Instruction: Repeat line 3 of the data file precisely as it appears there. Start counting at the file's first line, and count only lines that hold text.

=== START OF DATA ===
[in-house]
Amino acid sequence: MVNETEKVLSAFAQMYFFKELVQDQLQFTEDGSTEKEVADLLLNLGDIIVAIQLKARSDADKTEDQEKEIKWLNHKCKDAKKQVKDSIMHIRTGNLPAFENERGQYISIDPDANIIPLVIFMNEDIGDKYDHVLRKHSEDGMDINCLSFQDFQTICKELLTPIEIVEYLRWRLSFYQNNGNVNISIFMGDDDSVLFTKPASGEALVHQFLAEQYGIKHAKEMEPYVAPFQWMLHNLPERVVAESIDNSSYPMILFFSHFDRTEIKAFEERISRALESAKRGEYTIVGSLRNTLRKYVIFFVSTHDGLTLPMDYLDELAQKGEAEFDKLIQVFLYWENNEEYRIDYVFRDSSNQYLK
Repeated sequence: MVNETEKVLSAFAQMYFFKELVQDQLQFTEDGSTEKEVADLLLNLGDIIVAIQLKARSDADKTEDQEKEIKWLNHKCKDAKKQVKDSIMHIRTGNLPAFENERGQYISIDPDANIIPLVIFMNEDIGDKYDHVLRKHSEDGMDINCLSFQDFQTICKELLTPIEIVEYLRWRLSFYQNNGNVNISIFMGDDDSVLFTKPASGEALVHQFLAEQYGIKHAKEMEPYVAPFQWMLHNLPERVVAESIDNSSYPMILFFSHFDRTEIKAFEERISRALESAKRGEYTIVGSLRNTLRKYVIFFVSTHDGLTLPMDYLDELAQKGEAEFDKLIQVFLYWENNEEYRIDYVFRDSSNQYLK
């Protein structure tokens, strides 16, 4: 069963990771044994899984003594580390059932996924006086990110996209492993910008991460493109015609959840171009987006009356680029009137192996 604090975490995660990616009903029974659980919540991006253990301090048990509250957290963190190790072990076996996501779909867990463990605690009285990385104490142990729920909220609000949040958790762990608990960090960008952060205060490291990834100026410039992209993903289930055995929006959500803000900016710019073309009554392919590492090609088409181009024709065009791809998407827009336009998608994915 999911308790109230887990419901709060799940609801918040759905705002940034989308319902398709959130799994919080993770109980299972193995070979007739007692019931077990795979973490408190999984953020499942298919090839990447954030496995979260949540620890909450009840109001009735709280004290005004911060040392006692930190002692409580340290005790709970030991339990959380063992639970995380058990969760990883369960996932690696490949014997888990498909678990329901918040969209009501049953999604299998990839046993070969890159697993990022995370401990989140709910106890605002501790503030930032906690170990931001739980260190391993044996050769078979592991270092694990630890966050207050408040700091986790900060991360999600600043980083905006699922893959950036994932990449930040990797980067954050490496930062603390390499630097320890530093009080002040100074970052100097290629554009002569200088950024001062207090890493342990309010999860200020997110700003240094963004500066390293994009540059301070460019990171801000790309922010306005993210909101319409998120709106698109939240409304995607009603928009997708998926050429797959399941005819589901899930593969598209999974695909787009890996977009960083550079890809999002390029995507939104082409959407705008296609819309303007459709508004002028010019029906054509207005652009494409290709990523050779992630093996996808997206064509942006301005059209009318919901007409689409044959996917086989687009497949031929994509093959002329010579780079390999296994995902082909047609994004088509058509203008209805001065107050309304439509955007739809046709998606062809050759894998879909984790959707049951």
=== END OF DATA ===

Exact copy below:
Repeated sequence: MVNETEKVLSAFAQMYFFKELVQDQLQFTEDGSTEKEVADLLLNLGDIIVAIQLKARSDADKTEDQEKEIKWLNHKCKDAKKQVKDSIMHIRTGNLPAFENERGQYISIDPDANIIPLVIFMNEDIGDKYDHVLRKHSEDGMDINCLSFQDFQTICKELLTPIEIVEYLRWRLSFYQNNGNVNISIFMGDDDSVLFTKPASGEALVHQFLAEQYGIKHAKEMEPYVAPFQWMLHNLPERVVAESIDNSSYPMILFFSHFDRTEIKAFEERISRALESAKRGEYTIVGSLRNTLRKYVIFFVSTHDGLTLPMDYLDELAQKGEAEFDKLIQVFLYWENNEEYRIDYVFRDSSNQYLK